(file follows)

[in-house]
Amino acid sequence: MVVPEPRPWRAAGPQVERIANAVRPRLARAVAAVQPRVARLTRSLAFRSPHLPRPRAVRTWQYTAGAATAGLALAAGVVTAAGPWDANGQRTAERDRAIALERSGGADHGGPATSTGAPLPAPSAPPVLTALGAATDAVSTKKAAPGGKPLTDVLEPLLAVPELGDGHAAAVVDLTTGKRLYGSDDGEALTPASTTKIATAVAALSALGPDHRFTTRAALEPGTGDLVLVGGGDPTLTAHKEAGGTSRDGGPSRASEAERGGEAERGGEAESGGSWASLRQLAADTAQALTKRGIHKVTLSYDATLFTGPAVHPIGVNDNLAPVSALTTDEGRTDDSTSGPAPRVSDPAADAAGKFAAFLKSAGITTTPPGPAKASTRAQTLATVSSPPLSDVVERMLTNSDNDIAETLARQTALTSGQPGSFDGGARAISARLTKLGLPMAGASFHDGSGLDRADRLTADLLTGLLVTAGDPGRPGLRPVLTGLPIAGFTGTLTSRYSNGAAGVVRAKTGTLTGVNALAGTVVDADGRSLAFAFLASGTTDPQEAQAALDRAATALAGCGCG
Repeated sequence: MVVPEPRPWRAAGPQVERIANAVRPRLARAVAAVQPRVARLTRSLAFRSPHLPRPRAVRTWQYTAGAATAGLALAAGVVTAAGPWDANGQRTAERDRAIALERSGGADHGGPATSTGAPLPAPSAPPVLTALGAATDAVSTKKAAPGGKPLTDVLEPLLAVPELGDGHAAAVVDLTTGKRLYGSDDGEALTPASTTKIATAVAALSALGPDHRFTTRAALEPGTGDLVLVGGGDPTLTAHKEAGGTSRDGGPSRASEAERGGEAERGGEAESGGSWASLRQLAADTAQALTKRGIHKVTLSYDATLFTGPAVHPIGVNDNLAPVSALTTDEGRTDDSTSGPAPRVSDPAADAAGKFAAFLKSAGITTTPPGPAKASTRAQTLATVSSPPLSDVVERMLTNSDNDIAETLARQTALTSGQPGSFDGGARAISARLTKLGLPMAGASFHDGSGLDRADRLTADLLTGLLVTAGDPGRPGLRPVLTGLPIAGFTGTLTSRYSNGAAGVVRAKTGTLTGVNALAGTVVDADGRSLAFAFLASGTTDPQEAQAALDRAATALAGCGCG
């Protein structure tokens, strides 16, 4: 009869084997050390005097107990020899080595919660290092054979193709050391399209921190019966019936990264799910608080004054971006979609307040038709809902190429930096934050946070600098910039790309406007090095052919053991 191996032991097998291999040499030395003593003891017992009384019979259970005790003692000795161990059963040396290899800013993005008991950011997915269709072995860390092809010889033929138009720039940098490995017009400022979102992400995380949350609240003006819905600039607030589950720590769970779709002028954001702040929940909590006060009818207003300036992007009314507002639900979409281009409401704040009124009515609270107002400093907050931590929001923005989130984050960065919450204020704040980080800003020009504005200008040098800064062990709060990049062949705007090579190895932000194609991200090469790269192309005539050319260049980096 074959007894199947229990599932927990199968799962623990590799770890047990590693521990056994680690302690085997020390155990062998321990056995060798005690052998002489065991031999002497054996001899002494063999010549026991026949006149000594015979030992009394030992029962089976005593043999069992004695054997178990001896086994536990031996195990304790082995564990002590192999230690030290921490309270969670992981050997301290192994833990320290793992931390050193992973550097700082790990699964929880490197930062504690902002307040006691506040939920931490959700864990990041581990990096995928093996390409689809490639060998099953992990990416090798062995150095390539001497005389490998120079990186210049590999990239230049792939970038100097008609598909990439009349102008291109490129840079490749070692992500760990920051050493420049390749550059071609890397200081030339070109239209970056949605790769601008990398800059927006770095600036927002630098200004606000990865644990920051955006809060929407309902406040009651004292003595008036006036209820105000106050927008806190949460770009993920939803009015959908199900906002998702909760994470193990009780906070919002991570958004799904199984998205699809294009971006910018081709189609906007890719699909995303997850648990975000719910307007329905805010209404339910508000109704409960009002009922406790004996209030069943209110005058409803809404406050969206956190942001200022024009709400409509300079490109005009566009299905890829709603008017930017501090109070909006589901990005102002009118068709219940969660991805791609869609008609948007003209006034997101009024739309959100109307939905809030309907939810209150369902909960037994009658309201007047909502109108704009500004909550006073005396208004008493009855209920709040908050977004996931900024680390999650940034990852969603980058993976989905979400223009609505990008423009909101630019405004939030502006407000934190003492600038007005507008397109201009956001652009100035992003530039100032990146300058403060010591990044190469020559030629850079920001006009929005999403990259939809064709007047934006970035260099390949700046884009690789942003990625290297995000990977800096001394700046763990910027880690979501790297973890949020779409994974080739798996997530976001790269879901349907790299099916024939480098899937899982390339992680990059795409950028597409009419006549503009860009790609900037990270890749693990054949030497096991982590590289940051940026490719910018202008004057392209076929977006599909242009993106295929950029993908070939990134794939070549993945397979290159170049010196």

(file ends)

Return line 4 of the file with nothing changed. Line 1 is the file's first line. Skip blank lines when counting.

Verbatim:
């Protein structure tokens, strides 16, 4: 009869084997050390005097107990020899080595919660290092054979193709050391399209921190019966019936990264799910608080004054971006979609307040038709809902190429930096934050946070600098910039790309406007090095052919053991 191996032991097998291999040499030395003593003891017992009384019979259970005790003692000795161990059963040396290899800013993005008991950011997915269709072995860390092809010889033929138009720039940098490995017009400022979102992400995380949350609240003006819905600039607030589950720590769970779709002028954001702040929940909590006060009818207003300036992007009314507002639900979409281009409401704040009124009515609270107002400093907050931590929001923005989130984050960065919450204020704040980080800003020009504005200008040098800064062990709060990049062949705007090579190895932000194609991200090469790269192309005539050319260049980096 074959007894199947229990599932927990199968799962623990590799770890047990590693521990056994680690302690085997020390155990062998321990056995060798005690052998002489065991031999002497054996001899002494063999010549026991026949006149000594015979030992009394030992029962089976005593043999069992004695054997178990001896086994536990031996195990304790082995564990002590192999230690030290921490309270969670992981050997301290192994833990320290793992931390050193992973550097700082790990699964929880490197930062504690902002307040006691506040939920931490959700864990990041581990990096995928093996390409689809490639060998099953992990990416090798062995150095390539001497005389490998120079990186210049590999990239230049792939970038100097008609598909990439009349102008291109490129840079490749070692992500760990920051050493420049390749550059071609890397200081030339070109239209970056949605790769601008990398800059927006770095600036927002630098200004606000990865644990920051955006809060929407309902406040009651004292003595008036006036209820105000106050927008806190949460770009993920939803009015959908199900906002998702909760994470193990009780906070919002991570958004799904199984998205699809294009971006910018081709189609906007890719699909995303997850648990975000719910307007329905805010209404339910508000109704409960009002009922406790004996209030069943209110005058409803809404406050969206956190942001200022024009709400409509300079490109005009566009299905890829709603008017930017501090109070909006589901990005102002009118068709219940969660991805791609869609008609948007003209006034997101009024739309959100109307939905809030309907939810209150369902909960037994009658309201007047909502109108704009500004909550006073005396208004008493009855209920709040908050977004996931900024680390999650940034990852969603980058993976989905979400223009609505990008423009909101630019405004939030502006407000934190003492600038007005507008397109201009956001652009100035992003530039100032990146300058403060010591990044190469020559030629850079920001006009929005999403990259939809064709007047934006970035260099390949700046884009690789942003990625290297995000990977800096001394700046763990910027880690979501790297973890949020779409994974080739798996997530976001790269879901349907790299099916024939480098899937899982390339992680990059795409950028597409009419006549503009860009790609900037990270890749693990054949030497096991982590590289940051940026490719910018202008004057392209076929977006599909242009993106295929950029993908070939990134794939070549993945397979290159170049010196």